Packed Bed Reactor with Longitudinal Mixing
Consider an isothermal packed bed reactor (PBR) in which an irreversible first-order reaction is taking place. The reaction rate is given by , where is the rate constant and is the concentration of species . The reactor's length is . Assume that pure reactant enters at with a concentration . For a closed-closed vessel, the Danckwerts boundary conditions at the two ends of the reactor are and . The turbulent flow of the fluid in the pipe is characterized by the velocity . The concentration profile in this PBR is governed by the following partial differential equation:[more]
, , and ,
where is a dispersion coefficient (expressed in ), which takes into account longitudinal mixing in the pipe.
Introduce the following dimensionless variables and parameters: , , , , (Péclet number), and (Damköhler number).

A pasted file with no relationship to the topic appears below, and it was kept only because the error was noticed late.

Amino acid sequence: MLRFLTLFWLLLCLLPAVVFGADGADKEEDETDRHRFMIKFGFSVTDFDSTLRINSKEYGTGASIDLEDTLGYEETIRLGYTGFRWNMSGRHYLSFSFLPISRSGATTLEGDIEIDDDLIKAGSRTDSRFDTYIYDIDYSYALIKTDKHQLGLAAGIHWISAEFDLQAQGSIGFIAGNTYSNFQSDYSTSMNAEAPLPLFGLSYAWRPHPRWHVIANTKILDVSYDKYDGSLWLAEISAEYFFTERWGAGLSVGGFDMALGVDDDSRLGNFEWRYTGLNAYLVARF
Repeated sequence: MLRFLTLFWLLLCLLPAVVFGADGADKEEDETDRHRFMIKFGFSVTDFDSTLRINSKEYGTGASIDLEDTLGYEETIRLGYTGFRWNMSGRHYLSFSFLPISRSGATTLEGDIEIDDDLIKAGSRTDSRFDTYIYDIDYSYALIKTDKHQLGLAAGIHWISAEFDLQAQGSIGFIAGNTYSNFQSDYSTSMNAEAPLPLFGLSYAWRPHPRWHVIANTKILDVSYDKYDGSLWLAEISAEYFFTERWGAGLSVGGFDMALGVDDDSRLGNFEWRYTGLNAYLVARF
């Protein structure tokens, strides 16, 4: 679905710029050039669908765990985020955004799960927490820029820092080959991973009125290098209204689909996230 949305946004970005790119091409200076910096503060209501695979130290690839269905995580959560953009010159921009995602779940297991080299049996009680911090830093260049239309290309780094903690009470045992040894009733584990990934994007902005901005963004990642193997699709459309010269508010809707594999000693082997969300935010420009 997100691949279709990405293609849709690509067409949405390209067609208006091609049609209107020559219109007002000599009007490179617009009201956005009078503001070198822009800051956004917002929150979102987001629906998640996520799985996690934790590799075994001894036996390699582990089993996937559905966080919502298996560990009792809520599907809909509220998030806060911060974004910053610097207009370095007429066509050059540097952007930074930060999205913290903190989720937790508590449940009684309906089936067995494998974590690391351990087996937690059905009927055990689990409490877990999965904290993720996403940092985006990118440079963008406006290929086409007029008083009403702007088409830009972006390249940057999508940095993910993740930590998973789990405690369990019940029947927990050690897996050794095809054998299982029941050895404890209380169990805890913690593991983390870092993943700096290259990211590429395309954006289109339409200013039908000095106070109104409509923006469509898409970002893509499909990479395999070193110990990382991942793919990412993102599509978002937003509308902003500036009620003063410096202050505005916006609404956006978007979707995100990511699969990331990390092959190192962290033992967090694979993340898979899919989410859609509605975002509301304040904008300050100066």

The dimensionless governing equation becomes:
Assume that we have measured the outlet concentration of species using an appropriate analyzer (e.g. a refractometer). Such data, represented by the red dots in the figure, will have some white noise. This Demonstration estimates the two characteristic parameters of the reactor—the Péclet and the Damköhler numbers—by correlating the experimental data to the dispersion model. To do this, set values for and as well as the random noise level and let the Demonstration generate "experimental" data.
The fitted data is shown by the blue curve. The values of the parameters thereby determined are shown in magenta and green. Finally, the root-mean-square deviation (or rmsd, given in ) is computed. This computed value serves as an indication of the goodness of fit. As expected, the higher the noise level, the larger the rmsd (e.g. compare rmsd values in snapshots 2 and 3).[less]
Contributed by: Housam Binous, Farrukh Shehzad, Mohammad Mozahar Hossain, Abdullah A. Shaikh, and Ahmed Bellagi (January 2016)
(King Fahd University of Petroleum & Minerals, KSA; ENIM, University of Monastir, Tunisia)
Open content licensed under CC BY-NC-SA